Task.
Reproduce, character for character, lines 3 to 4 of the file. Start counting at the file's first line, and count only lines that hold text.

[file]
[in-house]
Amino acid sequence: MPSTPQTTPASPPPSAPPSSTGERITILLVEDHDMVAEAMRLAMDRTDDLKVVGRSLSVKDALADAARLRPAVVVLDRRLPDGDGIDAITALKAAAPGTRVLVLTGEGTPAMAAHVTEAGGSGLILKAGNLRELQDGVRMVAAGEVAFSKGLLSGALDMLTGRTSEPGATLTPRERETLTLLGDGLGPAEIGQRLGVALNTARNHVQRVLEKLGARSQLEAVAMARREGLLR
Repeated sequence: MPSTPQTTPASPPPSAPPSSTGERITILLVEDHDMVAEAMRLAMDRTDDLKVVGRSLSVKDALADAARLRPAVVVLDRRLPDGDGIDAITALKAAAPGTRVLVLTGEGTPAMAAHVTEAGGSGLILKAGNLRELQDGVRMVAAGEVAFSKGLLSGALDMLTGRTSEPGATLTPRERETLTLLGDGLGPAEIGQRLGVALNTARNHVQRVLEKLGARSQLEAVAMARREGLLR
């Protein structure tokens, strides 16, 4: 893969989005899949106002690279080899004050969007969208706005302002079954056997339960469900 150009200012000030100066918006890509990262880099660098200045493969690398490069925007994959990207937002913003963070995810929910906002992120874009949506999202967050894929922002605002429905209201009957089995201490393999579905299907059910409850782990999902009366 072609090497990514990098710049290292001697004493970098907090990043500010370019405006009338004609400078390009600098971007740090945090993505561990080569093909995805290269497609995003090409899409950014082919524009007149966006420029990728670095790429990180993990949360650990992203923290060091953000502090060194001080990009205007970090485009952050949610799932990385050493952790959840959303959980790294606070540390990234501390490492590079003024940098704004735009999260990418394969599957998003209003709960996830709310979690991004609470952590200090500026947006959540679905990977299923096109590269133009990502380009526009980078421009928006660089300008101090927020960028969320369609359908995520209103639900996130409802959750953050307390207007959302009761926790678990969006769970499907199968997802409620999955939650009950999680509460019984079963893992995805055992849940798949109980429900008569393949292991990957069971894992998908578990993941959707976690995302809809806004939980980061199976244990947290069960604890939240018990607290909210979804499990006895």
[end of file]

Repeated sequence: MPSTPQTTPASPPPSAPPSSTGERITILLVEDHDMVAEAMRLAMDRTDDLKVVGRSLSVKDALADAARLRPAVVVLDRRLPDGDGIDAITALKAAAPGTRVLVLTGEGTPAMAAHVTEAGGSGLILKAGNLRELQDGVRMVAAGEVAFSKGLLSGALDMLTGRTSEPGATLTPRERETLTLLGDGLGPAEIGQRLGVALNTARNHVQRVLEKLGARSQLEAVAMARREGLLR
């Protein structure tokens, strides 16, 4: 893969989005899949106002690279080899004050969007969208706005302002079954056997339960469900 150009200012000030100066918006890509990262880099660098200045493969690398490069925007994959990207937002913003963070995810929910906002992120874009949506999202967050894929922002605002429905209201009957089995201490393999579905299907059910409850782990999902009366 072609090497990514990098710049290292001697004493970098907090990043500010370019405006009338004609400078390009600098971007740090945090993505561990080569093909995805290269497609995003090409899409950014082919524009007149966006420029990728670095790429990180993990949360650990992203923290060091953000502090060194001080990009205007970090485009952050949610799932990385050493952790959840959303959980790294606070540390990234501390490492590079003024940098704004735009999260990418394969599957998003209003709960996830709310979690991004609470952590200090500026947006959540679905990977299923096109590269133009990502380009526009980078421009928006660089300008101090927020960028969320369609359908995520209103639900996130409802959750953050307390207007959302009761926790678990969006769970499907199968997802409620999955939650009950999680509460019984079963893992995805055992849940798949109980429900008569393949292991990957069971894992998908578990993941959707976690995302809809806004939980980061199976244990947290069960604890939240018990607290909210979804499990006895």